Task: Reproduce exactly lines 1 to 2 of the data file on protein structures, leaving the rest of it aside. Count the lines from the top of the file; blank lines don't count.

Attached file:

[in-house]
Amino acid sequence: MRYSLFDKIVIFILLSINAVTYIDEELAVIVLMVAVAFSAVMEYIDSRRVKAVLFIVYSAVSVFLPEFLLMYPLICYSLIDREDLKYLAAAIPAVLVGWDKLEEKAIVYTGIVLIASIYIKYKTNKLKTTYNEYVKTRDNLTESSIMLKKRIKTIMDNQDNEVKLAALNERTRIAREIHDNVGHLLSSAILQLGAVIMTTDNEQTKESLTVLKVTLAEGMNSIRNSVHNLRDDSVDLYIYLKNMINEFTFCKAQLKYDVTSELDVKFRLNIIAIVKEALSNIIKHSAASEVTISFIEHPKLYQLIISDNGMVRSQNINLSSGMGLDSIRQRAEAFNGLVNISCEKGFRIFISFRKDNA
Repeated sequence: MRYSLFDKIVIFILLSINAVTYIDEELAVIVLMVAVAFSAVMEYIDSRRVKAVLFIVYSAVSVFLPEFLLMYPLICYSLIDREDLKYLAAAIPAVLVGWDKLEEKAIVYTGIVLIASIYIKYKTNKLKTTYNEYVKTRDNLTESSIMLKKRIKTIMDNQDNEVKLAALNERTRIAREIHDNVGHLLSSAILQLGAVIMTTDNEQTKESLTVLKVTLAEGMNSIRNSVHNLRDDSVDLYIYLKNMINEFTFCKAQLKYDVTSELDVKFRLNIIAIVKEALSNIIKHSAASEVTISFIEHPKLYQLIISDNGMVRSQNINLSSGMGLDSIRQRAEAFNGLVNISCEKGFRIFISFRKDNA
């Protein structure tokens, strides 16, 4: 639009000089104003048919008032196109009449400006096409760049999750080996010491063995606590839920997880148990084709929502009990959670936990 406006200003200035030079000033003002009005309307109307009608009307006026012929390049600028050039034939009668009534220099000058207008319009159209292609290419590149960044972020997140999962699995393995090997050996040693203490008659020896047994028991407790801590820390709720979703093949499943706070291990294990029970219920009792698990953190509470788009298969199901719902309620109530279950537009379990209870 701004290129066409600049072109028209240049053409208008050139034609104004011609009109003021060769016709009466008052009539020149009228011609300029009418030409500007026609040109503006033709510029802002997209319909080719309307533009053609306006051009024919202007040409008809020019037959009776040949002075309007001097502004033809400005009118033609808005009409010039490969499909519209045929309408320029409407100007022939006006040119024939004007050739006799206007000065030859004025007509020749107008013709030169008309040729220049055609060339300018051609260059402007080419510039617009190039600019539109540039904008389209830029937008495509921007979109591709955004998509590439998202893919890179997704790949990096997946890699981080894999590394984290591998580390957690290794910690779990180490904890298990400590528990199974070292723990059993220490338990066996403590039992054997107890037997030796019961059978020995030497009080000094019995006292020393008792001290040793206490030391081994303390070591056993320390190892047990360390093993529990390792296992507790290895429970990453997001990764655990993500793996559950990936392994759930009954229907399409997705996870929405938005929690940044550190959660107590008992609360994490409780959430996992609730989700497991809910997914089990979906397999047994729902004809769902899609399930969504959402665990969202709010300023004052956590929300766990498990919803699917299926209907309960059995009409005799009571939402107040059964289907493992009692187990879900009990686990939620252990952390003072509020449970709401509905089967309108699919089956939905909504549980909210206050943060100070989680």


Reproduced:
[in-house]
Amino acid sequence: MRYSLFDKIVIFILLSINAVTYIDEELAVIVLMVAVAFSAVMEYIDSRRVKAVLFIVYSAVSVFLPEFLLMYPLICYSLIDREDLKYLAAAIPAVLVGWDKLEEKAIVYTGIVLIASIYIKYKTNKLKTTYNEYVKTRDNLTESSIMLKKRIKTIMDNQDNEVKLAALNERTRIAREIHDNVGHLLSSAILQLGAVIMTTDNEQTKESLTVLKVTLAEGMNSIRNSVHNLRDDSVDLYIYLKNMINEFTFCKAQLKYDVTSELDVKFRLNIIAIVKEALSNIIKHSAASEVTISFIEHPKLYQLIISDNGMVRSQNINLSSGMGLDSIRQRAEAFNGLVNISCEKGFRIFISFRKDNA